Finally, Blackwell located clear polyvinyl discs that were the right size, reasonably priced and sounded good. After four solid months of work, White and crew put the Voice-O-Graph alongside the other archaic devices in their Novelties Lounge for Record Store Day 2013. Since then, according to Blackwell, they’ve gone through about 1000 discs; while on tour in Nashville, Weezer dropped by to re-cut “Suzanne” from their self-titled “Blue” Album, and The Alarm the British band MMX went through about 30 discs during their visit. But the bulk of the recordings have been by everyday White fans; if you cut a disc yourself and send a copy to Third Man, they’ll stream it on their web site. They bill their Voice-O-Graph as “the only machine of its kind in the world that is both operational and open to the public.” Blackwell quotes White as saying part of his mission is “creating things that don’t exist.”
Young’s album, which was released on vinyl by Third Man for Record Store Day 2014, certainly fits that description. Even Mossman, who begins by describing Young as “a man who puts out an album every 10 minutes but has, in recent years, demonstrated a relaxed attitude to quality control,” is frequently seduced by the warmth, eccentricity and throwaway quality of A Letter Home despite her sense that it is also an “act of caprice” and “feels like an affectation.” I’m with her, both pro and con. Whatever one thinks of his medium, or of his own description of the album as “an art project,” it’s hard not to be initially drawn into Young’s moody (even by his own standards) readings of most of these songs. The question is: On what sounds like a collection of demos, how long will that last? Even the best demos, after all, rarely have staying power, precisely because they are sketches. I think A Letter Home would work best as the bonus disc to a more substantial album. Even as a single CD, it’s no outrage to Young fans. But as a box set containing two vinyl albums, the CD, a download card, a “making of” DVD and seven clear vinyl 45s that sells for $109.98 on Young’s web site — well, as the saying goes, there’s one born every second.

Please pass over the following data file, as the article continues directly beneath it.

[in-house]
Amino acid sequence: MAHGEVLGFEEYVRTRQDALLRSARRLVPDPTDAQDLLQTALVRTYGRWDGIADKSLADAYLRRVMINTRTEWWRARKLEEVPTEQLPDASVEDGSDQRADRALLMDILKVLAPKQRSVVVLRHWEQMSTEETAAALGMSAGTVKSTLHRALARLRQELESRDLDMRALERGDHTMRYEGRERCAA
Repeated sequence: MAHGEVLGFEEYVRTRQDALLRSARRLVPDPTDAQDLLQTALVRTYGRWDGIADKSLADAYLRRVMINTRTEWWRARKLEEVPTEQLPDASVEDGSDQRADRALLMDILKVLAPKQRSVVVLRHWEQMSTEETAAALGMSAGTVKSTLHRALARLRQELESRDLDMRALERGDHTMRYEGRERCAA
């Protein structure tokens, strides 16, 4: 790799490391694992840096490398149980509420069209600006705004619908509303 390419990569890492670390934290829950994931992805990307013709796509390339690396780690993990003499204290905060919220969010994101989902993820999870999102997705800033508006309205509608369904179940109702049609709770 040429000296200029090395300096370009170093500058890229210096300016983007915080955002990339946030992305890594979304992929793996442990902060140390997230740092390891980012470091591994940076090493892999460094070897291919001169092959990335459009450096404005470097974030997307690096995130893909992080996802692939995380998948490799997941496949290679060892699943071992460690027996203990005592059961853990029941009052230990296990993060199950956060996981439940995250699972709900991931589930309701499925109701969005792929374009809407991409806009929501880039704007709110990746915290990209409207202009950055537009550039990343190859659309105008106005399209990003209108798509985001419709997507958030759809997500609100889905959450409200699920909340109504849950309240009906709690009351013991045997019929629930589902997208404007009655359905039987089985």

And what of Jack White? Is the Voice-O-Graph just a fun play-toy or is it another element of what detractors consider his inflated self-importance? “Don’t get us wrong; we don’t do this as some kind of harbinger of change,” says Blackwell. “The Voice-O-Graph is strictly a novelty. But that doesn’t mean something heartfelt and beautiful can’t come from a novelty — or, as Neil’s record proves, something otherworldly.”